Jesus lady, I thought. That is harsh. I was somewhat taken aback by this brutal delivery of truth. I hadn’t even told her why I was crying. I hadn’t spoken at all.

And yet, I think about her words, three years later, and they do ring true. I had soothed myself back then with the thought that in a few years time, maybe, I would be okay. Time would heal.  But nothing has changed. The wound has not healed. My consciousness and heart have expanded yet so too has the pain and blinding confusion, to the point where the most naff and ridiculous substandard scripts can induce rivers of tears in me. This is not how I wish to live my life, nor who I wish to be. 

So, given that acceptance is the first step to dealing with a problem, what does one do in this situation? What do you do with a wound that refuses to heal? I keep thinking about what the woman said:

“But you will learn to live with it.”

Initially, I had considered this to be negative advice, but, perhaps, I interpreted it in the wrong way. I thought it was such a downer thing to say. When I told a friend what the lady said at the time my friend warned me to disregard that crazy lady, before giving me essentially the same advice: “Buck up girl!” (that is what friends are for, after all). But the lady was right. I know people who have lost children and loved ones, who are still overcome with grief when they think about their dearly departed. I experience the same when I think of those in my life who have died.

So, learning to live with the pain becomes a way of life, as all discover sooner or later. You find ways to deal with it. The pain is not constant, but it remains, showing its face from time to time. And the time for me seems to be when I am watching a movie, no matter what I am watching – I don’t know why, it just is. Considering I want to be a writer and am a film enthusiast, I am just going to have to suck it up and get used to the fact that I will never be able to go to the movies again without arming myself with a bag full of tissues. No matter how terrible the movie. There are worse fates in life 😉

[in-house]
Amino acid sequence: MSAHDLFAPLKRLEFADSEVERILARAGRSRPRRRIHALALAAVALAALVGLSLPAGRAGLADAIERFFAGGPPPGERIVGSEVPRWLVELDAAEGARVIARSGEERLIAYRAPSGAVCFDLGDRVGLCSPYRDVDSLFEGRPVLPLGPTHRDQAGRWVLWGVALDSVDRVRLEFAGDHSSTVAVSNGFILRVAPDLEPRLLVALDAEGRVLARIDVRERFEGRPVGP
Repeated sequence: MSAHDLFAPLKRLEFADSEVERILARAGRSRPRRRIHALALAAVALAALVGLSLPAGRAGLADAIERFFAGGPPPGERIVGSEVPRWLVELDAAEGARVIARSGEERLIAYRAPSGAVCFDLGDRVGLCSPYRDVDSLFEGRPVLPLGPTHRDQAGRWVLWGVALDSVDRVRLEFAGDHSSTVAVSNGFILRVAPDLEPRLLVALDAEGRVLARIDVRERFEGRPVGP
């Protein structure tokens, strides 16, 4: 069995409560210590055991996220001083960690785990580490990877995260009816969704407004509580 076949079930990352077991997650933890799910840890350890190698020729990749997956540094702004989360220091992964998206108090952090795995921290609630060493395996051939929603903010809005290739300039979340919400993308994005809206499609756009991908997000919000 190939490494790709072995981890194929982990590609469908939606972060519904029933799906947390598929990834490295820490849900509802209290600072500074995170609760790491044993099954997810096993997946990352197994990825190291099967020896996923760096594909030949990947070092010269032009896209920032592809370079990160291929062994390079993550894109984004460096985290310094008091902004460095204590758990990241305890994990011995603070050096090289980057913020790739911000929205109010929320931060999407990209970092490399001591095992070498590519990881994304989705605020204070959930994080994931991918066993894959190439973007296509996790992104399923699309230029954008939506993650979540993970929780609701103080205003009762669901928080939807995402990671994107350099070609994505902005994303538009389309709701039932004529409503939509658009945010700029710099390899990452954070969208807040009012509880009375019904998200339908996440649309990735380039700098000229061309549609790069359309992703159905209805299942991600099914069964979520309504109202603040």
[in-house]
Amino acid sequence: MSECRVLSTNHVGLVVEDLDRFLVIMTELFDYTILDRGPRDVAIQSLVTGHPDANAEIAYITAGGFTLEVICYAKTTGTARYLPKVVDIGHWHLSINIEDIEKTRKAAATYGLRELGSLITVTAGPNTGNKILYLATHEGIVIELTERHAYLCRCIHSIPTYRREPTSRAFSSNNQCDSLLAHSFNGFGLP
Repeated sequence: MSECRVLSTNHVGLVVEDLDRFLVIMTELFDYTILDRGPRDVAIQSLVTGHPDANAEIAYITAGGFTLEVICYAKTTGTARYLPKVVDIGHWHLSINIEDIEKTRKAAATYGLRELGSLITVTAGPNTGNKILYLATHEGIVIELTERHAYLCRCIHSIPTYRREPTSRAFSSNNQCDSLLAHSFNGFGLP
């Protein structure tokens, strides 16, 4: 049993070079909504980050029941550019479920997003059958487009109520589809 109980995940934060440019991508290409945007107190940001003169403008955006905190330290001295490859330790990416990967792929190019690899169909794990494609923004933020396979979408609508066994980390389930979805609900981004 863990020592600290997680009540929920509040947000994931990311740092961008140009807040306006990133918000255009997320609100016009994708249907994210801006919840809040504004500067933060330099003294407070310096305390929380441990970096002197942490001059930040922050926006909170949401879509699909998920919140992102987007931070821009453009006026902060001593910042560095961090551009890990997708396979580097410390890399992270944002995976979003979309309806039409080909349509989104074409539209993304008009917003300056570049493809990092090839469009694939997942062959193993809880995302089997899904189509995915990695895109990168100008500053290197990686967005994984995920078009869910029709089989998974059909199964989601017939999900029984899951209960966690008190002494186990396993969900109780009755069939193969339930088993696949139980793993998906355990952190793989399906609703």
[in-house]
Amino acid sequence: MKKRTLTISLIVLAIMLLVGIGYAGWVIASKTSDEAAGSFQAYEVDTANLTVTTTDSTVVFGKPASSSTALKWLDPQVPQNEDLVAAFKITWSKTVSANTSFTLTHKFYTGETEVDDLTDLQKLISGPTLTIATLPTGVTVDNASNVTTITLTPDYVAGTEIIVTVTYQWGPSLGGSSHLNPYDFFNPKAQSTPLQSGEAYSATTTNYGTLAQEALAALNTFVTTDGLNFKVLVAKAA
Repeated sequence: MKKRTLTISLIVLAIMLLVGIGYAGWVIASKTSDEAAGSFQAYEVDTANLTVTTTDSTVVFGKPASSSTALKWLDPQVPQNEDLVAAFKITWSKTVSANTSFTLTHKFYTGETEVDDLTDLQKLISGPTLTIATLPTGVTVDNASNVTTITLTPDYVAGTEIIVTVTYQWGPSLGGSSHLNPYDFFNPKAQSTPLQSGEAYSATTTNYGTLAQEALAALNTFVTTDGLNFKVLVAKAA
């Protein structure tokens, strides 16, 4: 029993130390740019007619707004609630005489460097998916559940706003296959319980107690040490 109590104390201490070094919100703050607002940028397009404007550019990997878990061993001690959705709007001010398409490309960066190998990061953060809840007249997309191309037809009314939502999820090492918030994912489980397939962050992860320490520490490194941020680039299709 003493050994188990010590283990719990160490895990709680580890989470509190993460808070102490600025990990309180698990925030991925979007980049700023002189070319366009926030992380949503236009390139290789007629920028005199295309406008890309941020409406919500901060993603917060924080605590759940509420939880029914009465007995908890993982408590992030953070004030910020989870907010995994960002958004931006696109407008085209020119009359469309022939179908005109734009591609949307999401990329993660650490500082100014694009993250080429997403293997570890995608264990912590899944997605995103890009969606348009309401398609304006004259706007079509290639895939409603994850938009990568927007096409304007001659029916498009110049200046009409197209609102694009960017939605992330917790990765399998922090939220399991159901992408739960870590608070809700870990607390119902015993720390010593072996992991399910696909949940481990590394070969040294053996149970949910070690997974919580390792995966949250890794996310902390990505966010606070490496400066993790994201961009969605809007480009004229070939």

And there are perhaps benefits to uber sensitivity that I am yet to discover or find a full expression for. Someone recently alerted me to the archetype of the ‘Wounded Healer’. It is the healer’s own suffering and vulnerability that gives them their capacity to heal others. There are ways in which a broken heart can be a good thing, can be used for good, to enlighten the world. Think of all the people who use their own misfortune, pain or loss to educate others to be wiser, more compassionate, grateful, humble. And others who use their own understanding to help those struggling in darkness find some equilibrium, some meaning and peace in their lives, in a world where struggling with emotional pain and loneliness is so deeply unsexy and uncool. Ironically, it is their experience of brokenness that enables them to bring a little (substance based) humane light to this place. Pain doesn’t have to end in bitterness. Properly channelled, it can deepen you, inspire your creativity and empower you to help others.

Now if I could just find a way to turn my bleeding, sappy, mushy heart into something tangibly useful to others. I’m on the case. In the meantime, I will follow a viewing of Jennifer Aniston’s best movies with Season six of 30 Rock, to compose myself.


I woke up this morning to the sound of former AFL footballer Mark Bunn discussing Ayurveda, courtesy of my iPod dock alarm clock, a cat with purple paint on it, outside my window, scratching on the pane, and my mother declaring to me she wants me to take her to go see Charlie Pickering at the Comedy Festival. I had no idea how the track found its way onto my iPod, whose cat that was, or that my mother had a sense of humour. Random observations, 2/4/2012.